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Camera Tech and Colour Science

Camera Tech and Colour Science
HDRips | MP4/AVC, ~1177 kb/s | 960x540 | Duration: 07:55:52 | English: AAC, 48 kb/s (1 ch) | + PDF Guides | 4.07 GB
Genre: Color, Photo

Camera operators and assistants, colourists, visual effects supervisors and artists, and others are making the transition to digital acquisition. Digital imaging technicians (DITs), digital intermediate engineers, and technicians are also centrally involved. Leading the course is the incredibly knowledgeable Charles Poynton, who will discuss color and digital cinema acquisition in a manner that’s accessible to cinematographers, colourists, and related craftspeople.

How many stops of exposure latitude does a digital camera offer? What exposure index should be used? What is the“film look” and where should it be imposed? Why does noise arise, and what can be done to minimize it? Should I record and process “log” or “linear”? Is there one kind of “log” and one kind of “linear,” or are those terms ambiguous? Is it valuable to have an on-set display? Where do the LUTs go, and who should determine their content? Under what conditions is on-set colour grading useful?

Poyton will discuss logarithmic coding, camera sensitivity and ISO/EI ratings. He will describe the zone system, and discuss what aspects of that system are valuable in connection with digital acquisition. In addition, the course will cover the tone scale and colour modifications that impart the “film look,” and the roles of camera controls (gamma, knee, slope) and 1D and 3D lookup tables in achieving these modifications.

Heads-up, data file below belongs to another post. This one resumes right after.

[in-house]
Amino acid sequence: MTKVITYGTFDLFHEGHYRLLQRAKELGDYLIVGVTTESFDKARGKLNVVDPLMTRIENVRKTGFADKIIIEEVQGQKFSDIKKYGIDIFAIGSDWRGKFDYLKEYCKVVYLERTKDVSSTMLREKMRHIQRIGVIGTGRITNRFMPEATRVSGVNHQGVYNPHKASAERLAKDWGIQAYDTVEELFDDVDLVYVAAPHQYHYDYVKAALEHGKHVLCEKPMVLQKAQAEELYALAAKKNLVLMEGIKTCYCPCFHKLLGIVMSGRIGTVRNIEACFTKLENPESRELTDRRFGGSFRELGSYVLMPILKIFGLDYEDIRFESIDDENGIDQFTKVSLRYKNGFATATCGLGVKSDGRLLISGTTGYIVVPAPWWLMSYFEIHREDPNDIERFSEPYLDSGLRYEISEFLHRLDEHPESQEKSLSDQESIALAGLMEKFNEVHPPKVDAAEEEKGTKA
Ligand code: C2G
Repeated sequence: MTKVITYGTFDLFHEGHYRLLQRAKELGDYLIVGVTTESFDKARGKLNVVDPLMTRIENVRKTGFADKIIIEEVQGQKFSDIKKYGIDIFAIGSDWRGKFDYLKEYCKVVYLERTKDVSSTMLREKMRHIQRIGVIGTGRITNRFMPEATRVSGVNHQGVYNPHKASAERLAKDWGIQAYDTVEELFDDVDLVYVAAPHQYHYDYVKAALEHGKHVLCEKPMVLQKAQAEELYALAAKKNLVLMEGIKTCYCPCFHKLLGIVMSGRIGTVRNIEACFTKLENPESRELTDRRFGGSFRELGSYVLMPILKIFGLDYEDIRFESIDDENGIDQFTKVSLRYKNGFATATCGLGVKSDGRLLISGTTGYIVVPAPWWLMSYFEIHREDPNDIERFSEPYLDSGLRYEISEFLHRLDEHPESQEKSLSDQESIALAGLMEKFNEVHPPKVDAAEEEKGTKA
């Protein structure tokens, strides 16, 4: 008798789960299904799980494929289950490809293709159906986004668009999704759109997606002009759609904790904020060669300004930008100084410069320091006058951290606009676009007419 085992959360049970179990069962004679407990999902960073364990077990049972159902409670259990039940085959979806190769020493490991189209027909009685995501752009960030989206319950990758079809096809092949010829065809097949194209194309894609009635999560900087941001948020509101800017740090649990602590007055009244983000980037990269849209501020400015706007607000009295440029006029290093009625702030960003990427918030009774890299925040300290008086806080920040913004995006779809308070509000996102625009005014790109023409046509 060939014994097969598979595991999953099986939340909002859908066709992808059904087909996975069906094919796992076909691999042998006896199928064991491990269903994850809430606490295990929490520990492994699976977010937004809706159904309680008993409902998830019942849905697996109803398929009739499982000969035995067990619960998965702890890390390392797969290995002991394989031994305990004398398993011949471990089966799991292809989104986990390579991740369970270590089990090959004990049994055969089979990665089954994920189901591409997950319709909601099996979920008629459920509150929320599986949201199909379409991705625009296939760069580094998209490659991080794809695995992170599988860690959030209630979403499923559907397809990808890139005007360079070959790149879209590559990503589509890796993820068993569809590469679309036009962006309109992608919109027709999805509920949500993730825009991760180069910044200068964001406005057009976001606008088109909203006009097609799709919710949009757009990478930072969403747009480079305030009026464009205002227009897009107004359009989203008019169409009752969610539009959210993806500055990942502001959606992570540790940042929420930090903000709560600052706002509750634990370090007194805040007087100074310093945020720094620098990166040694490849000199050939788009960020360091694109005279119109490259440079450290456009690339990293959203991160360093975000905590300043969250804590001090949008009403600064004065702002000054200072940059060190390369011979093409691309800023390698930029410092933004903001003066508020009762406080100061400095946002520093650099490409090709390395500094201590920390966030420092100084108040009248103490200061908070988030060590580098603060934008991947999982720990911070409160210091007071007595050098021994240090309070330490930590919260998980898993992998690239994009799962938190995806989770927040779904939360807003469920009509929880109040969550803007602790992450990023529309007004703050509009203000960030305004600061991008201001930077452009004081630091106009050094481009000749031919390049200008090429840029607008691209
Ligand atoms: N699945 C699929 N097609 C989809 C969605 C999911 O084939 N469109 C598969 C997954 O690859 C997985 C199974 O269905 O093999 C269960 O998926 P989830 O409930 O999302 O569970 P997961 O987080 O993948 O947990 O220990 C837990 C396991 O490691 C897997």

This course will be suitable for people involved with:

Cinematographers, assistant cinematographers, and colourists

HD engineers and Digital Imaging Technicians (DITs)

Post-production and visual effects supervisors, and post/VFX engineers

Digital cinema, digital video, and CGI/VFX software developers

The course will be technical and it will show many graphs and several equations!

Course syllabus

Class 1: Understanding the colour spectrum and the theory of how colours can be represented electronically.
Class 2: Subtractive filter mixing.
Class 3: Color transforms
Class 4: Lightness/Colour/Video terminology, code 100 issue in linear coding and different notions of LOG/LIN.
Class 5: Perceptual uniformity and Video/HDTV camera "Gamma" controls.
Class 6: Display gammas for different viewing conditions.
Class 7: Power functions of gamma and video color coding.
Class 8: Appearance effects and how to compensate for them; Wide colour gamut
Class 9: Color management, LUTs and profile building.
Class 10: The ACES workflow.

Camera Tech and Colour Science
Camera Tech and Colour Science
Camera Tech and Colour Science






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Tags: Camera, Colour, Science

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